Organizational Effectiveness: Washing Tinfoil
I recently came home late from a long day hoping I might be graced with leftovers for dinner. Unfortunately, my wife was gone and frankly, her idea of leftovers is the last half of a bag of popcorn anyway (she comes from a long line of culinary-impaired Irish Catholics). As I pulled a pan out to make a rib-sticking concoction, I noticed something that I’ve seen before that always makes me laugh — a piece of very ragged, used tinfoil that my wife had washed.
I get the “reuse” thing. I resole my dress shoes. I buy into recycling. Hell, in college I used to have my brother — a gearhead who always had nice vehicles — save his used oil so I could pour it into my 1968 Chevy Malibu that got about 10 miles per gallon … of oil, that is, not gas! However, taking the time to wash crumpled, torn, stained tinfoil strikes me as a bit outlandish.
As I contemplated this spotless tinfoil, I thought of a recent meeting I had with a CEO about one of his team members who was clearly a misfit. Coaching, warnings, mentoring, cajoling, training and screaming hadn’t had the desired effect. The CEO was washing tinfoil. Sometimes the recycle bin is your best option for bad ideas and bad employees. No intent to be caustic, but start the year by asking yourself, “What ideas or people am I carrying around that should be recycled?”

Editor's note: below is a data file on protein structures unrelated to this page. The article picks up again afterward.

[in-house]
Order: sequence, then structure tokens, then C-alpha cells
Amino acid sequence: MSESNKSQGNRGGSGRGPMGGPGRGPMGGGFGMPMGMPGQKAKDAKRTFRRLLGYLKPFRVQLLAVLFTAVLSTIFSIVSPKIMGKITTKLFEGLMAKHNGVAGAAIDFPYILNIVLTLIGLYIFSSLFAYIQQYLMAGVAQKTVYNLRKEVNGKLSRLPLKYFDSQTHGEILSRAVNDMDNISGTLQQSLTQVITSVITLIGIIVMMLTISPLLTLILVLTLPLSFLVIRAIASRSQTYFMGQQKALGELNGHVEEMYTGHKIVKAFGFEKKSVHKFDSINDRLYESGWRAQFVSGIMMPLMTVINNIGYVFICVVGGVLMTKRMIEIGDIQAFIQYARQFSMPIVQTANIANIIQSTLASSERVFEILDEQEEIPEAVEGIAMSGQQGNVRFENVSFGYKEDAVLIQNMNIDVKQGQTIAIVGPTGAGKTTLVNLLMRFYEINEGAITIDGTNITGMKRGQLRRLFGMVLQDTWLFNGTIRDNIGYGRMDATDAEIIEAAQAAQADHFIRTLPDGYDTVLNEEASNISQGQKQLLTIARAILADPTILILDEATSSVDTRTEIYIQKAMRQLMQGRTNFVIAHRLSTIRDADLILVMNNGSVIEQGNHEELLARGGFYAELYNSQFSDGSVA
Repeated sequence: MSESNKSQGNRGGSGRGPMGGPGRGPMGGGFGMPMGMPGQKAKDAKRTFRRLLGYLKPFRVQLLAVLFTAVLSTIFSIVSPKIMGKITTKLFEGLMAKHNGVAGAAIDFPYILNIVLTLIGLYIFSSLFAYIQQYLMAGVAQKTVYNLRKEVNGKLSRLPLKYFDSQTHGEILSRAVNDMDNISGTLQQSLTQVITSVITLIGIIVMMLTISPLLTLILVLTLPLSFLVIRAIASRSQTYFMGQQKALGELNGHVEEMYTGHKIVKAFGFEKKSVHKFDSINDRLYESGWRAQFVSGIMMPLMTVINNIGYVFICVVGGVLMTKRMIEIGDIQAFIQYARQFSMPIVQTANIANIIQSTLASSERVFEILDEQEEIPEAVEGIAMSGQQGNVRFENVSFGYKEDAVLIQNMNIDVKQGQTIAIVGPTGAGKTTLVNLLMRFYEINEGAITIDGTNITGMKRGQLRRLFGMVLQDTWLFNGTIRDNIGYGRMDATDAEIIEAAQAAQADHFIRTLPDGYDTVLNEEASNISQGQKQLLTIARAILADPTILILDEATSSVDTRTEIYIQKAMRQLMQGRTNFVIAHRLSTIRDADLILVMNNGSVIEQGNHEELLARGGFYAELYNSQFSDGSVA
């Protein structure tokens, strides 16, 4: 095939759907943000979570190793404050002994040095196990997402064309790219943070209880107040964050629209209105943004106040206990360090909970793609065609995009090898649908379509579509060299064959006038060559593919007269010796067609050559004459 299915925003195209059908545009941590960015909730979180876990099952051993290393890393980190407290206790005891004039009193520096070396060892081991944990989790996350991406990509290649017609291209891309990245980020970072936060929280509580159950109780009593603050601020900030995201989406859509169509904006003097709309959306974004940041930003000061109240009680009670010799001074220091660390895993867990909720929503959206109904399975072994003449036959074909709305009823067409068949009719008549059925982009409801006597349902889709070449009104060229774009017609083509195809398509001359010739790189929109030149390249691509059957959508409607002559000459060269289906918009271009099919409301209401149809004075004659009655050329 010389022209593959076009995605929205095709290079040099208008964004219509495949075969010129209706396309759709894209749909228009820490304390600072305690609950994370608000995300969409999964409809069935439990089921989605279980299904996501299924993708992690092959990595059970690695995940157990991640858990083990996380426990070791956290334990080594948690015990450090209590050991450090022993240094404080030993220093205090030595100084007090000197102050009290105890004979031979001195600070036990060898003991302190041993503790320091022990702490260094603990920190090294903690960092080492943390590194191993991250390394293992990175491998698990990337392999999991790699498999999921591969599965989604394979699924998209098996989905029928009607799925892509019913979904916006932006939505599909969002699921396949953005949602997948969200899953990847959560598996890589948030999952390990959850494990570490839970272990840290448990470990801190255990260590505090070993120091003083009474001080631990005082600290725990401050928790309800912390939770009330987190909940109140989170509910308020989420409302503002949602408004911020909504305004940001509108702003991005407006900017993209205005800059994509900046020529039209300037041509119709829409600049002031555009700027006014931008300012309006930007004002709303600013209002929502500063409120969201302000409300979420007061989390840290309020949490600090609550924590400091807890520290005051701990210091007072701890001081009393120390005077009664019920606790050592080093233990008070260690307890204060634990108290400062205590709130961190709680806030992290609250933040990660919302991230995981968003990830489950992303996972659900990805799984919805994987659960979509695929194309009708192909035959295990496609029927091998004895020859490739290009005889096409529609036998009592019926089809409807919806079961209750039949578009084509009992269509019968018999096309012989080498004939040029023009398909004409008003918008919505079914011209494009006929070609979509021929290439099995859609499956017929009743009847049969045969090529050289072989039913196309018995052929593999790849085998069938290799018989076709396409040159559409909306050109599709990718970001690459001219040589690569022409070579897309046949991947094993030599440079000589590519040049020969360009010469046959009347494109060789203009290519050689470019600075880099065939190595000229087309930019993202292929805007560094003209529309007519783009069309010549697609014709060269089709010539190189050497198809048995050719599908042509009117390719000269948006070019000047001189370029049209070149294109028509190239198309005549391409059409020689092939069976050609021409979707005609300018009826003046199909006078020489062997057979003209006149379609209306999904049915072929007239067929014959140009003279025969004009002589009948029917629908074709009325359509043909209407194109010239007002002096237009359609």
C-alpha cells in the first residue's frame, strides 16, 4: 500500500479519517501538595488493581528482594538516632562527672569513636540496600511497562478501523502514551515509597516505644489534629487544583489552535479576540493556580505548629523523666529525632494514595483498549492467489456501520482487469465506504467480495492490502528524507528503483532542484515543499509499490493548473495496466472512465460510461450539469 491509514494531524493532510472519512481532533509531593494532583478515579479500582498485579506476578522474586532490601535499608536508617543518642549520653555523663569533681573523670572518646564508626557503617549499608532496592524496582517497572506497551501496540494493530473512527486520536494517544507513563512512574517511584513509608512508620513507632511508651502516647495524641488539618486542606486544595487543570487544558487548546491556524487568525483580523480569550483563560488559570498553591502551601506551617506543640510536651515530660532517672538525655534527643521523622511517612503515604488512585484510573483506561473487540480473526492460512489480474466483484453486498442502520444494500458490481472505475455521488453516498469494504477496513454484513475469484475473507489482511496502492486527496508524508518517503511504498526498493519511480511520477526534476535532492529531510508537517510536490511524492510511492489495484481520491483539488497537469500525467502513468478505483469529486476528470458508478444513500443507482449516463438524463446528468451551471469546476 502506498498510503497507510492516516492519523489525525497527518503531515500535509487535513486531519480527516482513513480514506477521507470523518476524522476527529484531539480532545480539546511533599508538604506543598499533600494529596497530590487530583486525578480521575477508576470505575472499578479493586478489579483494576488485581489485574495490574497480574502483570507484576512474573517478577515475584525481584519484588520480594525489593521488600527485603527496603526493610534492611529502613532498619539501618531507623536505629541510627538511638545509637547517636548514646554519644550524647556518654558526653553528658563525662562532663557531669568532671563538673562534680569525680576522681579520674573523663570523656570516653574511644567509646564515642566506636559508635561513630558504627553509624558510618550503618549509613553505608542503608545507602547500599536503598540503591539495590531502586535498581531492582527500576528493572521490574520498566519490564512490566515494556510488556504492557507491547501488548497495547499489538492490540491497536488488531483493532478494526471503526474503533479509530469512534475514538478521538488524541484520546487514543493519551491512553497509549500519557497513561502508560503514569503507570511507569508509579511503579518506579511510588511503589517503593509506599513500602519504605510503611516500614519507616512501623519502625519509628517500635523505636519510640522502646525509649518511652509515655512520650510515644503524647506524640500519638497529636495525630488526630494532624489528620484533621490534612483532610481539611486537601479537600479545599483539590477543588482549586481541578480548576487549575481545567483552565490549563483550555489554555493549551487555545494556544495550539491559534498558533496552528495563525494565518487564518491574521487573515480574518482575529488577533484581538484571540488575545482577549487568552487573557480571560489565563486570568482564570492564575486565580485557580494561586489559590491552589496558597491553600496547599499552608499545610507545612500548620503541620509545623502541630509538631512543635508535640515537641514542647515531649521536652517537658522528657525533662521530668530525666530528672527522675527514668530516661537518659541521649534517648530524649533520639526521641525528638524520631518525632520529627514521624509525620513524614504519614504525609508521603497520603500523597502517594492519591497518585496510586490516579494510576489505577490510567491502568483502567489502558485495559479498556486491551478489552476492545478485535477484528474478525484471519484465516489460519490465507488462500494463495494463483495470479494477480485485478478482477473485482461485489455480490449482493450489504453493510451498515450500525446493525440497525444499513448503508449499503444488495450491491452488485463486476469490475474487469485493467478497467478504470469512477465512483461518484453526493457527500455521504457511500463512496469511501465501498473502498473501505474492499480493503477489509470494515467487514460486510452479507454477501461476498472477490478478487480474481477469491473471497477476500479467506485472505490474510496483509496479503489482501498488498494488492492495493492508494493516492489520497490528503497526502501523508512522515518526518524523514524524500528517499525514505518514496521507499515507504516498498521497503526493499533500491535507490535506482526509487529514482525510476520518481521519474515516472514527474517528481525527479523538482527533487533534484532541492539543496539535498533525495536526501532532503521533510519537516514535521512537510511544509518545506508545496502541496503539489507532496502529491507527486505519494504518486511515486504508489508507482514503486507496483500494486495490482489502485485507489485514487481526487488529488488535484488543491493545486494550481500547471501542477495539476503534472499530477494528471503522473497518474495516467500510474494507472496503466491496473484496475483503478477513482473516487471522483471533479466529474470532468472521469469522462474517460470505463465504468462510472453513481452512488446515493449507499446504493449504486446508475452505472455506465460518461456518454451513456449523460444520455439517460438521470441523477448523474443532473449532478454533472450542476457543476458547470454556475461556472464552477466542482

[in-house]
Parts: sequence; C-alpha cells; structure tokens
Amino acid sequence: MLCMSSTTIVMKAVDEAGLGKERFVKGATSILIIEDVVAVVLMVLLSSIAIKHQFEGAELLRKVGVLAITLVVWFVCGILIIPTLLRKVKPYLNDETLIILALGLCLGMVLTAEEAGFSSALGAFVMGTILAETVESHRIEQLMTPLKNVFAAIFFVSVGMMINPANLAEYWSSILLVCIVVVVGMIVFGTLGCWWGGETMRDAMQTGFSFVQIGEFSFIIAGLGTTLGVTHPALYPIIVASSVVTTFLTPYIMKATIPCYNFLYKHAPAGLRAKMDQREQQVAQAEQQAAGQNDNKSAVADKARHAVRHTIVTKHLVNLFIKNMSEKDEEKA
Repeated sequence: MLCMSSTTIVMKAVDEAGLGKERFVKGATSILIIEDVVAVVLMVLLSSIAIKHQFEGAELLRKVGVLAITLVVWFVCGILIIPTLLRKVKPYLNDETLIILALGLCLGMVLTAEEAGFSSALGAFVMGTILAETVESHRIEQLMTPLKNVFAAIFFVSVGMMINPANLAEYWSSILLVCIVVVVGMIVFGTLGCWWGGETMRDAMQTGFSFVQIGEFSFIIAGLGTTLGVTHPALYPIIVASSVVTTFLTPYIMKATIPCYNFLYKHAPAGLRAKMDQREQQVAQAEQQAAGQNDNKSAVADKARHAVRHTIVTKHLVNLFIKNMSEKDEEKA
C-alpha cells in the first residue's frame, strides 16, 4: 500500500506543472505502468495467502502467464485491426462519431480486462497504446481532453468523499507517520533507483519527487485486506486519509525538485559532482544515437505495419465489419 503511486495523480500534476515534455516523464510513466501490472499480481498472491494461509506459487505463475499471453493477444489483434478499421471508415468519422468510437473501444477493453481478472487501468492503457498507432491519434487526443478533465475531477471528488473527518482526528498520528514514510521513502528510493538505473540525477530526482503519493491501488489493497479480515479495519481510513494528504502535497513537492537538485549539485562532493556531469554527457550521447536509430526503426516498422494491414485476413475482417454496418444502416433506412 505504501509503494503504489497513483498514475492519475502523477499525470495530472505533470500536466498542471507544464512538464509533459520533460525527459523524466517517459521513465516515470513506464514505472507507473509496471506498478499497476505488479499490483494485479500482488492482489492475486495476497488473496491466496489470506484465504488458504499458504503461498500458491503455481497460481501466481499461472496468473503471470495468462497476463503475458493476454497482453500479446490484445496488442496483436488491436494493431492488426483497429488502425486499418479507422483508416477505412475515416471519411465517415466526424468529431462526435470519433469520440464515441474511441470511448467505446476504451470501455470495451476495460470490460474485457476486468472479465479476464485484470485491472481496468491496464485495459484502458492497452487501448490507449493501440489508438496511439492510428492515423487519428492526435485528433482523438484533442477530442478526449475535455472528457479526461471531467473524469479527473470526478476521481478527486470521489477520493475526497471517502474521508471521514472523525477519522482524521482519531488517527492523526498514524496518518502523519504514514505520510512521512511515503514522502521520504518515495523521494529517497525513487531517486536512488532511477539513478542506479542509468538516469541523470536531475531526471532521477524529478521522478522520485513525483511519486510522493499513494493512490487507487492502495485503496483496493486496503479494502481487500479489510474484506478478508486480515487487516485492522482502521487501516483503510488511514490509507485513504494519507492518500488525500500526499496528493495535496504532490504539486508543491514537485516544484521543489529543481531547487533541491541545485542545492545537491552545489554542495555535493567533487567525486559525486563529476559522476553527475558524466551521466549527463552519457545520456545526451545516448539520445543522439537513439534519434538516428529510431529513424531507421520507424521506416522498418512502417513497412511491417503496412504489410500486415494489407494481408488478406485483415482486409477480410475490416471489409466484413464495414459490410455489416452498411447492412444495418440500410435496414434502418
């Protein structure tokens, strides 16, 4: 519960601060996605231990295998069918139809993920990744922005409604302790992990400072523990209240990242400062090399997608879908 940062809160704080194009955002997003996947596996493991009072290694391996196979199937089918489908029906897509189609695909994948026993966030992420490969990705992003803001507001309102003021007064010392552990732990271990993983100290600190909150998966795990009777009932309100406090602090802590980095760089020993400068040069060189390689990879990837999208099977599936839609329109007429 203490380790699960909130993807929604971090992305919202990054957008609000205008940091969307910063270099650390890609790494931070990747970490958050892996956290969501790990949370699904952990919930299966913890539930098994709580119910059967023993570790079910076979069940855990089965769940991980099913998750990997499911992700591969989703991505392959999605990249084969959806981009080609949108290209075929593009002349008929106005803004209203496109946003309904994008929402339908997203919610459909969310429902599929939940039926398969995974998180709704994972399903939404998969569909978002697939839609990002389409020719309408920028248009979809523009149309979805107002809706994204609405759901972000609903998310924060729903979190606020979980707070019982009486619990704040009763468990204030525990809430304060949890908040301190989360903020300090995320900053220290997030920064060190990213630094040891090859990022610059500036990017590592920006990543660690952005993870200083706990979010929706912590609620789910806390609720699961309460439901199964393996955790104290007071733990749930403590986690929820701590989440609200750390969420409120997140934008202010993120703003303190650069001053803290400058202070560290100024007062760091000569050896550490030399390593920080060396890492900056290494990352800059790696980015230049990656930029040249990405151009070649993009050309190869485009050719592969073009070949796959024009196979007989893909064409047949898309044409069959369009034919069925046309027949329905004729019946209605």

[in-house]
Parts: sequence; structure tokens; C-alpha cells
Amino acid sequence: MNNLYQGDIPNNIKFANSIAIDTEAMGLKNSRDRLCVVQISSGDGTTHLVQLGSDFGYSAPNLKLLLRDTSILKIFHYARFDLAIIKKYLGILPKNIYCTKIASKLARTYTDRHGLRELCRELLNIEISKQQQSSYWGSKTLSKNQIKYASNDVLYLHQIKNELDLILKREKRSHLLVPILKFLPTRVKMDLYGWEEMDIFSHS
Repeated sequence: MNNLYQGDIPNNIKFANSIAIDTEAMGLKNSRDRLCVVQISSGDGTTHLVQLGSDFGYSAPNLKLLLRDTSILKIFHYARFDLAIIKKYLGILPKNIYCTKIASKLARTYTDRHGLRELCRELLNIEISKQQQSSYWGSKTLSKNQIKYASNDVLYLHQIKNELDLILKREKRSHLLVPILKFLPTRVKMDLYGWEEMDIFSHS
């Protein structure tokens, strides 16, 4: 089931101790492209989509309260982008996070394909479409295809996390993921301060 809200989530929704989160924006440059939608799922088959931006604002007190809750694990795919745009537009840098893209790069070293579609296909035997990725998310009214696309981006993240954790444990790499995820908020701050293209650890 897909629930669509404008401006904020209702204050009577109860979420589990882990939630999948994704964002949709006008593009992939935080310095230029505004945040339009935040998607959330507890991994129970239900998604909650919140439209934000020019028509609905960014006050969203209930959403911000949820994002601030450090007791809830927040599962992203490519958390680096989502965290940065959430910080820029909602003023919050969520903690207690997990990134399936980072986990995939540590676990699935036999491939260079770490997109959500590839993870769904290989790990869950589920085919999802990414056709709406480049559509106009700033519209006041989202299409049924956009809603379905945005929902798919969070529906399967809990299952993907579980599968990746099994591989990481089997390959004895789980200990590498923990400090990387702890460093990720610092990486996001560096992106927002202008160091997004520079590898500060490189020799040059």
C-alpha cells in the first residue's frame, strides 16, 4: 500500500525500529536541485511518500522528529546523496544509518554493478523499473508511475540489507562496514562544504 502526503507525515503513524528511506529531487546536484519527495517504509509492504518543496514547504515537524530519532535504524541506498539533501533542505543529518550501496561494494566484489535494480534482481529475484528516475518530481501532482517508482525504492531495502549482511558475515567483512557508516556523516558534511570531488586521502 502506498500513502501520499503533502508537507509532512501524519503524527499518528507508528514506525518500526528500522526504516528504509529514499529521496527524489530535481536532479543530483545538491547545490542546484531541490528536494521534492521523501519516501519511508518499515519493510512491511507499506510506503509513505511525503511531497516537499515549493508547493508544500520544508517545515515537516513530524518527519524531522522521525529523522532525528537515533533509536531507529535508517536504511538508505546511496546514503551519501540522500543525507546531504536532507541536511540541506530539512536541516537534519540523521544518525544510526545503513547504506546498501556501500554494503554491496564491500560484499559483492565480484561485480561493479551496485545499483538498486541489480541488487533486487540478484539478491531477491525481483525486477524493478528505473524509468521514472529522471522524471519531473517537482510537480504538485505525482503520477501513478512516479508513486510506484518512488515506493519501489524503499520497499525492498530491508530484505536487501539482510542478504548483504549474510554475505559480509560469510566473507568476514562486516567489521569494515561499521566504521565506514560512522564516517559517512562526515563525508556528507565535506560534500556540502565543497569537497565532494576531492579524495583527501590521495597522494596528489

Todd Ordal is President of Applied Strategy®. Todd helps CEOs achieve better financial results, become more effective leaders and sleep easier at night. He is a former CEO and has led teams as large as 7,000. Todd is the author of, Never Kick a Cow Chip On A Hot Day: Real Lessons for Real CEOs and Those Who Want To Be(Morgan James Publishing, 2016). Connect with Todd on LinkedIn, Twitter, call 303-527-0417 or email firstname.lastname@example.org.